• I think the ruling in this case went against the defendant because the couples singled out McDonald’s in an industry that is dominated by several other fast food chains. There is nothing wrong with saying “fast food will make one fat or sick”, but it becomes injurious when you single out KFC or KenChick and say their food will make one sick. That’s likely to make customers avoid that brand and not others giving its competitors unfair advantage in the market.


  116. K50/89019/2016
    Many organization in world are using plagiarism idea of another institution special media house and journalism in world, for example in 2003 jayson Blair was increasing star in journalism and report for the new york times, though in 2003 an editor at the san Antonio Express-news had noticed similarities between a column by Jayson and an earlier ork by one of their reporters Hernandez, the times launched an investigation Blair and discovered that at least 36 of his 73 articles contained instances of plagiarism, construction or other unethical behavior.Blair resigned from the New York Times and, for a time, his name became equal with the word “plagiarism”.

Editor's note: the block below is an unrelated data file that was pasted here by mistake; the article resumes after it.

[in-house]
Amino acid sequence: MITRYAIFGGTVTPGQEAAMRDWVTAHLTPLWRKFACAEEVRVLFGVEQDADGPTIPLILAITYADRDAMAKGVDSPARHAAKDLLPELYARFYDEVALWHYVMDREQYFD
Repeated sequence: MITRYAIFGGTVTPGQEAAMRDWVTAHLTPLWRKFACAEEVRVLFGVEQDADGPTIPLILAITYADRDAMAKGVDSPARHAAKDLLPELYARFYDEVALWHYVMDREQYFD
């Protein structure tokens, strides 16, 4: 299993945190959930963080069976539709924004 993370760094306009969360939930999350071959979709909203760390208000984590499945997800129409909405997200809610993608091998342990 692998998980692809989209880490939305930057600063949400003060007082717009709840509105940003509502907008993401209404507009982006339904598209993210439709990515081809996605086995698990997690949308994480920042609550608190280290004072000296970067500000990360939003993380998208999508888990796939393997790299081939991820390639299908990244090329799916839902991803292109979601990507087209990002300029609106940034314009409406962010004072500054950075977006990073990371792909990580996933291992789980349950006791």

117. Esther N MacKenzie

    I agree with you, I also think that advertising companies need to get legal consultation on their projects to avoid violating a law they are not aware of K50/87095/2016